It is not generally understood by the American Muslim electorate that a very small group of voters can get what they want out of the American political system, providing that they know what they want and that they understand how American democracy works.
There is much nay-saying among Muslim Americans who start out with pessimistic misconceptions based on the fact that we are very small in numbers. We are not. Actually, an argument can be made that Muslims, along with non-Muslim Arab Americans who see their interest not very different from our own, can squeeze out close to 4 million votes if they made a determined push to put every vote to use. We also predicate our voting patterns on the premise that the rest of the American electorate is hostile to our aspirations. In truth, they are not – they are simply ignorant.
The American political system is constructed along extraordinarily fair principles. One of these principles is that democracy is not simply tyranny of the majority. The Constitution and body of laws go to extreme lengths to protect the political rights of all minorities. There is a presumption – a very wise one indeed – that American society is not monolithic, but consists of a very large number of small interest groups based on economic class, region, race, ethnicity, religion, national origin, sexual orientation, and gender, and that each group has the right and duty to assert itself, defend its interests and carve out its own niche in the power structure of this country through the legal, peaceful and constructive machinery of politics. An iron-clad system of elections based on the principle of “one person, one vote” goes far to assure that these principles work in practice, and are not merely theoretical constructs.
Understanding, digesting, and taking advantage of these very fair principles presupposes a reasonably sophisticated electorate. If the voters belonging to a certain small interest group are savvy, that group enjoys power out of proportion of its numbers. This becomes a rout if that group is crafty enough to strengthen its position further by making coalitions with other groups. Conversely, if a substantial minority is apathetic or not educated in the political system, it exposes itself to marginalization. Hispanics (excluding Cuban Americans) seem to fall in that category.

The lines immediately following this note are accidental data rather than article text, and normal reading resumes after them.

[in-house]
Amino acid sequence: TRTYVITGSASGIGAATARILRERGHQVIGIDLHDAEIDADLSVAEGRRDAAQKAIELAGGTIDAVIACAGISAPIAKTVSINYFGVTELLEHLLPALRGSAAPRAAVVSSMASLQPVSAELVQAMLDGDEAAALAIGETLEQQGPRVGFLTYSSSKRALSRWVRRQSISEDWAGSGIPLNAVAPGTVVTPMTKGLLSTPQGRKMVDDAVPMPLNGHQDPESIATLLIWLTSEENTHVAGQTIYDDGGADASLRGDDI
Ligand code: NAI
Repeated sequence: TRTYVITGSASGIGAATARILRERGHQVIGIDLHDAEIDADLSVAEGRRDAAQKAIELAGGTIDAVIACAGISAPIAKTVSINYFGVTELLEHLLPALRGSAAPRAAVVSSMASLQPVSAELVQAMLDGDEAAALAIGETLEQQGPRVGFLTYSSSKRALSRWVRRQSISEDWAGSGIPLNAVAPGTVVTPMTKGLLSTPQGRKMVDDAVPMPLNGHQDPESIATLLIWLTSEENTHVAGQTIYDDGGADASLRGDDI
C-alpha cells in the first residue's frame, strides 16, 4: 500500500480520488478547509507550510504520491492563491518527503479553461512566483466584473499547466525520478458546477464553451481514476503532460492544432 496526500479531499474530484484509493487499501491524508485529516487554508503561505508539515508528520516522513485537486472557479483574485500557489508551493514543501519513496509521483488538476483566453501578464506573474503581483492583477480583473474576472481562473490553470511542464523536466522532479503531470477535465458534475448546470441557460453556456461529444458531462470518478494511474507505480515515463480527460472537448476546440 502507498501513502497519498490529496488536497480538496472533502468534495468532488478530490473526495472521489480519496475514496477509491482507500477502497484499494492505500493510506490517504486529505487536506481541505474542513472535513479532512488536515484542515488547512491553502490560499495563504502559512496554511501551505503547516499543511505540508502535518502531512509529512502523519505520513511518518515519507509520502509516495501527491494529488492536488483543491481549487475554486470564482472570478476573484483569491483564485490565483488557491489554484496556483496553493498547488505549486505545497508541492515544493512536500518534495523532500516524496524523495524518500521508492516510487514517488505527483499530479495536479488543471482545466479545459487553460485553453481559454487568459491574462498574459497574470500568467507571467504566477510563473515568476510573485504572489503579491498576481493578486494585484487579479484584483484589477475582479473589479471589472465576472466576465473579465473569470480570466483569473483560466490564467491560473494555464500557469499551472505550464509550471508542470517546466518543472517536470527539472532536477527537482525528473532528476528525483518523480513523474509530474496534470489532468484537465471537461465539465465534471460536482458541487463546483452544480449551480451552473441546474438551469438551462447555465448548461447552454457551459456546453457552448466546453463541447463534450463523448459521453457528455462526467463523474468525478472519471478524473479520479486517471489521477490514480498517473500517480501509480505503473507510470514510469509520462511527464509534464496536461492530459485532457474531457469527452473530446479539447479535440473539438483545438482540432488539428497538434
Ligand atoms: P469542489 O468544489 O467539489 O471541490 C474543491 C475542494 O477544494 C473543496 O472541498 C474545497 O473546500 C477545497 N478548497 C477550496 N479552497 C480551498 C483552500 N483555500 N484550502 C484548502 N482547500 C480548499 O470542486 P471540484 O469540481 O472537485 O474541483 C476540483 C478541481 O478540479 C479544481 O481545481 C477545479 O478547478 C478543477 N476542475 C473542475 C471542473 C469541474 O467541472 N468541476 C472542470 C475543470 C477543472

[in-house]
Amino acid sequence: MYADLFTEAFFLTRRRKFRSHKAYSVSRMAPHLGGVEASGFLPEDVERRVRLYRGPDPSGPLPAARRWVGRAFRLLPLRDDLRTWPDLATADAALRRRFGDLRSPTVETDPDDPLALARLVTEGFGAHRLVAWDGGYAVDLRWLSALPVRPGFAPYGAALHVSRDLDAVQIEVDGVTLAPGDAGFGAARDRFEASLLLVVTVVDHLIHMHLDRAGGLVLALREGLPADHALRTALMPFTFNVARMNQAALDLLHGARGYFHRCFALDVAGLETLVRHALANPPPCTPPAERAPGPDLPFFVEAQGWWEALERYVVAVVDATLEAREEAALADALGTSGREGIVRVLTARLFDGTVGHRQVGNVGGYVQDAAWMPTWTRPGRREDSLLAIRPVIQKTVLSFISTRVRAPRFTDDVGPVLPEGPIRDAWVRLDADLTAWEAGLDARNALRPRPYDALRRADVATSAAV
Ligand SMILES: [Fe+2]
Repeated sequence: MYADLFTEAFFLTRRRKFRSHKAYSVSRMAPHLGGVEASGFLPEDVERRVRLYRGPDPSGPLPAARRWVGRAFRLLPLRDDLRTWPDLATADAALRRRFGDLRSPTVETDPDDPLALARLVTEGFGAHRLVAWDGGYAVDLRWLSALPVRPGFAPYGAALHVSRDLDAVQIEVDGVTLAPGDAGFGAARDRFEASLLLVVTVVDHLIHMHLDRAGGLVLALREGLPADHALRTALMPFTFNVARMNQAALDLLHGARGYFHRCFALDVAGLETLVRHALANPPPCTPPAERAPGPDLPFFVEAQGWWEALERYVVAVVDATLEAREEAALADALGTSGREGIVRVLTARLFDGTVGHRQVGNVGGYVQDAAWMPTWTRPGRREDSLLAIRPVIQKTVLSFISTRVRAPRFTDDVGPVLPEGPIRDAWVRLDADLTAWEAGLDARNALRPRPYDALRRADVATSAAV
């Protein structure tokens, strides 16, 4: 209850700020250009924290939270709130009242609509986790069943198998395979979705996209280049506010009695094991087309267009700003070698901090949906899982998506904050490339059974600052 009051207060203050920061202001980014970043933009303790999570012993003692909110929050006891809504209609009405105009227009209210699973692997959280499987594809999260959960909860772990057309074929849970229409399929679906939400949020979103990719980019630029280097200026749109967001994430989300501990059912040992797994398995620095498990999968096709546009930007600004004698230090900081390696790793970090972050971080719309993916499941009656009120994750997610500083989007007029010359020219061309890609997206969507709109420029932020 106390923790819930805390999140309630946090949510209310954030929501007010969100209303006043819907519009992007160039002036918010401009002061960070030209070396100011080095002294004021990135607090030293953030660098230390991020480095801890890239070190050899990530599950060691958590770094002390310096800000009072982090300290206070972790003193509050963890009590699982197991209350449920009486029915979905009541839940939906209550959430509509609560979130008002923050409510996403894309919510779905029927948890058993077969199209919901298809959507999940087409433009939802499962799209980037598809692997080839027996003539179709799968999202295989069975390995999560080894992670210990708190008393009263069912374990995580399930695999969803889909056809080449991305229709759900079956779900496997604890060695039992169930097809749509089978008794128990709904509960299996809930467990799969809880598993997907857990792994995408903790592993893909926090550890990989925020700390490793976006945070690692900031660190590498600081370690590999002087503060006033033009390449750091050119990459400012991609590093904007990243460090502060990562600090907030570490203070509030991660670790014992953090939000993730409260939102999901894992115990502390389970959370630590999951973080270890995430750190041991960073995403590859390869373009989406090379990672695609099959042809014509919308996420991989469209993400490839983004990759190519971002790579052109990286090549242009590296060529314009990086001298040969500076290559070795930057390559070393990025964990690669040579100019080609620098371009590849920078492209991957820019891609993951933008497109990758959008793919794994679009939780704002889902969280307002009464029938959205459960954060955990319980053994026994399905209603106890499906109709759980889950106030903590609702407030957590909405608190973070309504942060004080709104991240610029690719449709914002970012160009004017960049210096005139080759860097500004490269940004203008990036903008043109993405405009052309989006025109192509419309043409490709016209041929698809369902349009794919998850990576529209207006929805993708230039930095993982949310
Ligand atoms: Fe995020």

The power of money and of public relations is considerable, but is exaggerated. In the end, it is the vote that counts, and not how much money was spent on 30-second TV commercials.
There is some basic arithmetic American Muslims need to understand. Of around 300 million American citizens, it does not take more than 150 million (a majority) to elect the next president. A startling fact of life is that less than six million Americans – a mere 2% of the populace – will decide who is inaugurated as the 44th President of the United States on January 20th, 2009.
Sounds incredible? Then consider this: out of 300 million Americans, about 245 million are registered to vote. The majority of these voters do not have the sophistication, patience, or interest to participate in primary elections which decide the nominee of each of the two major political parties. The result is that only about 25 million voters, roughly divided between the two major parties, will turn out for the primary elections. It is fair to assume that 12.5 million Americans will vote in the primary election of each major party, give or take a million or so.
Because of the multiplicity of candidates in each party, it is very unlikely that the eventual nominee of either the Democratic or the Republican Party will have received more than 40%, or five million, votes in all the primary elections on the road to nomination. Whoever wins the November election will thus have been picked by five million, maybe six million at the most, Americans!
As I said earlier, Arab Americans and non-Arab American Muslims can garner as many as 4 million votes in the primary elections if they can be induced to go to the polls. These numbers are still not sufficient to pick the nominee all by themselves, but with smart coalition-making, they can definitely deny the most hostile of the major candidates a spot on the November ballot. When the dust settles, the “Muslim vote” will then be something to reckon with in American politics.
There is one more fact that is extremely favorable for American Muslims. It is widely believed that Muslims are concentrated in the ten most populous states in America. The implication of this fact is that ten states will supply more than 50-60% of the delegates to the two major party presidential nominating conventions late this summer. If Muslims gravitate toward one major party and their support coalesces around one candidate, their influence on the nomination process will be even more profound. In all likelihood, that major party will be the Democratic Party in 2008, with either Hillary Clinton or Barack Obama as its candidate.
But it all starts with timely voter registration. And if the statistics we have are reliable, only one out of five Muslim Americans is registered to vote, and the window of opportunity will start closing for the remaining primary states.
(Photo: Christian Svanes Kolding via flickr under a Creative Commons license.)
Inayat Lalani is a freelance writer living in Fort Worth, and is active in the Democratic Party in Texas. He can be reached at firstname.lastname@example.org.